Last Updated on July 14, 2022 by Jay
This tutorial will go through how to use Python to add a watermark (either text or an image file) to an image. Previously, we learned about how to add text to an image file. This time, let’s try to add a logo and text to an image.
Similar to the previous tutorial, we’ll be using the Pillow (Python Imaging Library) library. We can install the library by typing the below into the command prompt:
pip install Pillow
One thing to note about using the Pillow library. To import it, we need to use the name PIL instead of Pillow:
import PIL # correct import import Pillow # throws ModuleNotFoundError: No module named 'Pillow'
Prepare The Watermark Image (logo)
By adding a watermark to an image, we are basically putting an image (the watermark) on top of another image. Being able to control the logo image transparency will help make the final resulting image look much better. Therefore, It’s best to have the watermark image in PNG file format which supports transparency in images.
If your watermark file is in JPG/JPEG format, do not worry. We are NOT going to use some converter to convert JPG to PNG either. Python can add the needed “transparency” to the image!
Difference Between PNG and JPG
While there are a few differences between a PNG file and a JPG file, we are mostly concerned with the transparency feature of an image. Image Transparency basically refers to whether an image can see through or not.
Let’s load two image files into Python. These are the same image, but in different formats, one is PNG and the other is JPG. Let’s take a look at the difference between the two image files.
from PIL import Image, ImageDraw import numpy as np watermark_png = Image.open(r'C:\Users\jay\Desktop\PythonInOffice\python_add_watermark_to_images\logo.png') watermark_jpg = Image.open(r'C:\Users\jay\Desktop\PythonInOffice\python_add_watermark_to_images\logo.jpg') png = np.array(watermark_png) png.shape (500, 500, 4) jpg = np.array(watermark_jpg) jpg.shape (500, 500, 3)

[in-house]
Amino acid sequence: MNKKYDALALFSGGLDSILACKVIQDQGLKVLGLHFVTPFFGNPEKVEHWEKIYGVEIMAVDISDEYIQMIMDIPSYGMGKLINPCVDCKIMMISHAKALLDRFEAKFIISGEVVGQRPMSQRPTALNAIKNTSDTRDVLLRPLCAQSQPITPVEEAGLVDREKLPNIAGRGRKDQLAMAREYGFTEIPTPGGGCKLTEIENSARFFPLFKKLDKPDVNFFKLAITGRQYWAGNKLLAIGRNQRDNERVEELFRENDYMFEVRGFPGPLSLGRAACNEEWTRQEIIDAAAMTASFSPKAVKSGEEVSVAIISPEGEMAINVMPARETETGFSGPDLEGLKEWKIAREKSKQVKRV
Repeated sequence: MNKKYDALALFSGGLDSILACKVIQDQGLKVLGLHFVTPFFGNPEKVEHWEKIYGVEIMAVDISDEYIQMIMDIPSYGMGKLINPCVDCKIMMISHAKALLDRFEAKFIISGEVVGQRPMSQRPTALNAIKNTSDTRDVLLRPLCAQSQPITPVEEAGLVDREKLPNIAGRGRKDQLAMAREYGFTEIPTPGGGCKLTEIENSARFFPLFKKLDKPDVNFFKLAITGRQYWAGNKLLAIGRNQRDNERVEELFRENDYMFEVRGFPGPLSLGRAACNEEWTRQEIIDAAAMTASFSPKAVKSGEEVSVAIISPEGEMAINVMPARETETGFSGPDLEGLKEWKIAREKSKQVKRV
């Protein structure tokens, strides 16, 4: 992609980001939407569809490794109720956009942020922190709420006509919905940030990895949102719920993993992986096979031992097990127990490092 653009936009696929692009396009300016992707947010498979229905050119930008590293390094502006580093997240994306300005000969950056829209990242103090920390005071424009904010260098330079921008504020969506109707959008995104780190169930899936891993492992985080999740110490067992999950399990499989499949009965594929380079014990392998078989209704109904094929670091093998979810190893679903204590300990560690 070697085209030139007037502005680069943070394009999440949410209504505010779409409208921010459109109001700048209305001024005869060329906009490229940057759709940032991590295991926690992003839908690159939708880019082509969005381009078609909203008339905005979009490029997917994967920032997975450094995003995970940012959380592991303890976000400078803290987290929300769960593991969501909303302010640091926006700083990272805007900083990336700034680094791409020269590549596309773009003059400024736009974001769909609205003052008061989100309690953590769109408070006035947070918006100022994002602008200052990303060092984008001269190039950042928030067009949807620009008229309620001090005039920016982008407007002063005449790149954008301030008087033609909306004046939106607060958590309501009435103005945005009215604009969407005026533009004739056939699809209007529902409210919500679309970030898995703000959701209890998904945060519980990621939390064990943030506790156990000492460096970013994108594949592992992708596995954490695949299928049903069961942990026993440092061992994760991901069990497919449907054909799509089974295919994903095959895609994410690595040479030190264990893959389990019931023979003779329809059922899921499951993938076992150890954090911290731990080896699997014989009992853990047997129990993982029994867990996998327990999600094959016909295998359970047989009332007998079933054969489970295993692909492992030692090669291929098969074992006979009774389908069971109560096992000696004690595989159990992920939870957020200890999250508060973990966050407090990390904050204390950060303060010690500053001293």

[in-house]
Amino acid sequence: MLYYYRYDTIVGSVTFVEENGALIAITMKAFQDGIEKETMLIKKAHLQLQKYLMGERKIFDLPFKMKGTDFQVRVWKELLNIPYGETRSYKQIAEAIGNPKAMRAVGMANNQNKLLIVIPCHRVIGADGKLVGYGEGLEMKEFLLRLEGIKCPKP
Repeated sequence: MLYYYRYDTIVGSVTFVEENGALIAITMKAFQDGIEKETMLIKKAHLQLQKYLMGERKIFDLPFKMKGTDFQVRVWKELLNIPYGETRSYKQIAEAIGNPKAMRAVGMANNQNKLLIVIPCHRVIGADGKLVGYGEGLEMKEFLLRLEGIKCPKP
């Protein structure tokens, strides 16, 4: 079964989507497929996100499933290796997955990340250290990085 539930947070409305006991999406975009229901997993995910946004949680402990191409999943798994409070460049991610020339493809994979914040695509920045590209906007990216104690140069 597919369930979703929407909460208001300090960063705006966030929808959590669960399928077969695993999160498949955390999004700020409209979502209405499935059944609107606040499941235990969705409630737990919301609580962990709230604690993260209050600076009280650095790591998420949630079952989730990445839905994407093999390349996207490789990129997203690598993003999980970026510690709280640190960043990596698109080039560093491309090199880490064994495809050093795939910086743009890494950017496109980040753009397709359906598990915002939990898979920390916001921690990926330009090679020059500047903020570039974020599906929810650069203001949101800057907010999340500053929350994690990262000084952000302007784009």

An image file is basically a bunch of numbers to a computer’s eyes. Loading the two image files into a NumPy array will help visualize this concept.
Both PNG and JPG images have a size of 500 x 500 pixels. However, the last number in shape attributes is different: JPG has 3 while PNG has 4. Let’s display the numpy array to see the difference.
The values inside each array represent the color for each pixel. For example in the PNG file, [0,0,0,0] means black BUT fully transparent. whereas in the JPG file, [255, 255, 255] represents a pixel with white color.
The first three integer values (shown above) are the RGB (red, green, and blue) values. The 4th integer inside the PNG array is called the “alpha channel” which controls the degree of transparency (hence the name “RGBA“). As shown, PNG has support for transparency (i.e. alpha channel), but JPG doesn’t have it.
One thing to note here:
- A value of 255 for RGB means the max value of each color. Having all three values at max, (255, 255, 255) is basically white color.
- A value of 255 for the alpha channel means non-transparent; while a value of 0 alpha means fully transparent.
Add An Alpha Channel to JPG file